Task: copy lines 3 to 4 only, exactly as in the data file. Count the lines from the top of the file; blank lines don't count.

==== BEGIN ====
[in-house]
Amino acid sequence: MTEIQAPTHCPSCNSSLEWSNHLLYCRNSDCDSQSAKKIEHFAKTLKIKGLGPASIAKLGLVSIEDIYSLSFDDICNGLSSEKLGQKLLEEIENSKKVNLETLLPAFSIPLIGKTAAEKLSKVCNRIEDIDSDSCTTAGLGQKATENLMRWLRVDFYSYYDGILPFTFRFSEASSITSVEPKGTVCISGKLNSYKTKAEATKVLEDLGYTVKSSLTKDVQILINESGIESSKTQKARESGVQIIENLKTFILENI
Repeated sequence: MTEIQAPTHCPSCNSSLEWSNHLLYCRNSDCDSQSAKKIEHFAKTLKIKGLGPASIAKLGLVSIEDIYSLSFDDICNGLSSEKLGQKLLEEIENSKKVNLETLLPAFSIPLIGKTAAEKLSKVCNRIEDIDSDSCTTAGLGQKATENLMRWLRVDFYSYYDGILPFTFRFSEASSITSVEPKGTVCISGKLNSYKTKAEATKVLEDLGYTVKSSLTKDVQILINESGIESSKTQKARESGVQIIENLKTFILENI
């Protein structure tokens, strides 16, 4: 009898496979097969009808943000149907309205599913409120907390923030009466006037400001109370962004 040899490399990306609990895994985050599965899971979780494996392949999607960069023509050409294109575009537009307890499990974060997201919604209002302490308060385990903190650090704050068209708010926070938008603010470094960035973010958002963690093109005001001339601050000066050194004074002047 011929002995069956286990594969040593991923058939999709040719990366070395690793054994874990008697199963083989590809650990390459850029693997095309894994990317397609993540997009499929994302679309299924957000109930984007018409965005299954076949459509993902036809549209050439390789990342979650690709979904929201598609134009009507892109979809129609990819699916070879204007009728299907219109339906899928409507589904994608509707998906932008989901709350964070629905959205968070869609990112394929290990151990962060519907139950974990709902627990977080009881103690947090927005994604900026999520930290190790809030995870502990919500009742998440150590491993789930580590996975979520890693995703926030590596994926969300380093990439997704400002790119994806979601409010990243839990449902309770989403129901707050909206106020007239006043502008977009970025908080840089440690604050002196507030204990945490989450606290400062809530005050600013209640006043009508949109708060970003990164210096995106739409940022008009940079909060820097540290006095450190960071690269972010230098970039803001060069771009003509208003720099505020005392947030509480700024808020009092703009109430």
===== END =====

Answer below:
Repeated sequence: MTEIQAPTHCPSCNSSLEWSNHLLYCRNSDCDSQSAKKIEHFAKTLKIKGLGPASIAKLGLVSIEDIYSLSFDDICNGLSSEKLGQKLLEEIENSKKVNLETLLPAFSIPLIGKTAAEKLSKVCNRIEDIDSDSCTTAGLGQKATENLMRWLRVDFYSYYDGILPFTFRFSEASSITSVEPKGTVCISGKLNSYKTKAEATKVLEDLGYTVKSSLTKDVQILINESGIESSKTQKARESGVQIIENLKTFILENI
């Protein structure tokens, strides 16, 4: 009898496979097969009808943000149907309205599913409120907390923030009466006037400001109370962004 040899490399990306609990895994985050599965899971979780494996392949999607960069023509050409294109575009537009307890499990974060997201919604209002302490308060385990903190650090704050068209708010926070938008603010470094960035973010958002963690093109005001001339601050000066050194004074002047 011929002995069956286990594969040593991923058939999709040719990366070395690793054994874990008697199963083989590809650990390459850029693997095309894994990317397609993540997009499929994302679309299924957000109930984007018409965005299954076949459509993902036809549209050439390789990342979650690709979904929201598609134009009507892109979809129609990819699916070879204007009728299907219109339906899928409507589904994608509707998906932008989901709350964070629905959205968070869609990112394929290990151990962060519907139950974990709902627990977080009881103690947090927005994604900026999520930290190790809030995870502990919500009742998440150590491993789930580590996975979520890693995703926030590596994926969300380093990439997704400002790119994806979601409010990243839990449902309770989403129901707050909206106020007239006043502008977009970025908080840089440690604050002196507030204990945490989450606290400062809530005050600013209640006043009508949109708060970003990164210096995106739409940022008009940079909060820097540290006095450190960071690269972010230098970039803001060069771009003509208003720099505020005392947030509480700024808020009092703009109430």